In glaciers, biologically mediated processes also seem to play an important role in nutrient cycling (6). Glacier surfaces develop minilakes called cryoconites—near-vertical tubes with a sediment layer at the bottom overlain by water. In Antarctica, cryoconites are entombed by an ice cover, whereas in the Arctic and in lower-latitude glaciers, they are usually open to the air. They freeze up in winter and have liquid water during summer as solar radiation heats the dark sediment.

The communities in cryoconites resemble those of Antarctic lakes (see the figure). In Antarctica, cryoconites contain viruses, bacteria, cyanobacteria, algae, flagellates, and ciliates. In the Arctic and lower-latitude glaciers, they may also contain microscopic animals such as nematodes and rotifers. Comparative studies, including bacterial ribosomal DNA analyses, indicate that cryoconites are colonized by organisms from nearby lakes and streams (7).

Investigations of biogeochemical cycling on glacier surfaces are relatively recent. The evidence from Arctic glaciers suggests that much more organic carbon is deposited from the surrounding environment than is fixed on the glacier during photosynthesis (8). On Arctic glaciers, respiration appears to exceed photosynthesis, indicating that surface glacier ecosystems are subsidized by carbon inputs from the environment, rather like streams and estuaries. Whether this is true of Antarctic glaciers remains to be shown.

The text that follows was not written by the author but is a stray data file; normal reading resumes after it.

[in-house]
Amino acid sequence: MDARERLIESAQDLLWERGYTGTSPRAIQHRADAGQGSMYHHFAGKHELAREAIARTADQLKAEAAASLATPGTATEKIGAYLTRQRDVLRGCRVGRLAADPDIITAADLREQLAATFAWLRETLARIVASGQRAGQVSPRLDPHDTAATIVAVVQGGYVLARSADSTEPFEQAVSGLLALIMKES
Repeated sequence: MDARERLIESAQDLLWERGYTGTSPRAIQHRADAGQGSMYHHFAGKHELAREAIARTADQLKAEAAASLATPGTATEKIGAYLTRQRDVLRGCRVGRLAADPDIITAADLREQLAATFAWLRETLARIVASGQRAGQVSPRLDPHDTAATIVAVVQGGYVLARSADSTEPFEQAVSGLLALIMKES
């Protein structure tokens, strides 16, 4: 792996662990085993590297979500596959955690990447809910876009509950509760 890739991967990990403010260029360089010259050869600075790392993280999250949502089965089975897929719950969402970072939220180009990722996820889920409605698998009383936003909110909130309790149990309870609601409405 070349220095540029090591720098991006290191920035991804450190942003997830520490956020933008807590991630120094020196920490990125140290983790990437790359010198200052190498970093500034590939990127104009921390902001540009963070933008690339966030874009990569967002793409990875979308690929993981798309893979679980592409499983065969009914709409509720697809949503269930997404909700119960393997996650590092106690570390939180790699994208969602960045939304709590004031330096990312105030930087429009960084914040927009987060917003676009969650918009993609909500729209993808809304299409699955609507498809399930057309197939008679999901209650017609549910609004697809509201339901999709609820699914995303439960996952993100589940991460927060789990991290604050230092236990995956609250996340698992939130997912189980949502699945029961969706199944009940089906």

Liquid water at the bases of glaciers can also support bacterial communities, including aerobic strains and anaerobic nitrate and sulfate reducers and methanogens (9). For example, Blood Falls—an iron-rich discharge emanating from the Taylor Glacier in Antarctica—derives from a brine pocket trapped in the glacier 1.5 million years ago. This brine contains a microbial community that mediates a sulfur cycle in which Fe(III) is the terminal electron acceptor; Fe(III) may be an important electron acceptor for many subglacial ecosystems (10).

A network of subglacial lakes under the Antarctic ice cap have yet to be sampled. They have been isolated for millions of years, but a molecular analysis of accretion ice above Lake Vostok revealed a bacterial community with species typical of aquatic environments. If these species are characteristic of the underlying lake, this would indicate that it does not possess an evolutionary distinct biota (11).

As investigations of polar microbial biodiversity forge ahead, key challenges will be to unravel the roles of different groups in ecosystems and to identify the biochemical mechanisms, such as cold-adapted proteins, that enable survival in extreme environments. Advances in functional genomics and proteomics will provide exciting insights into how life evolved and functions under extreme conditions.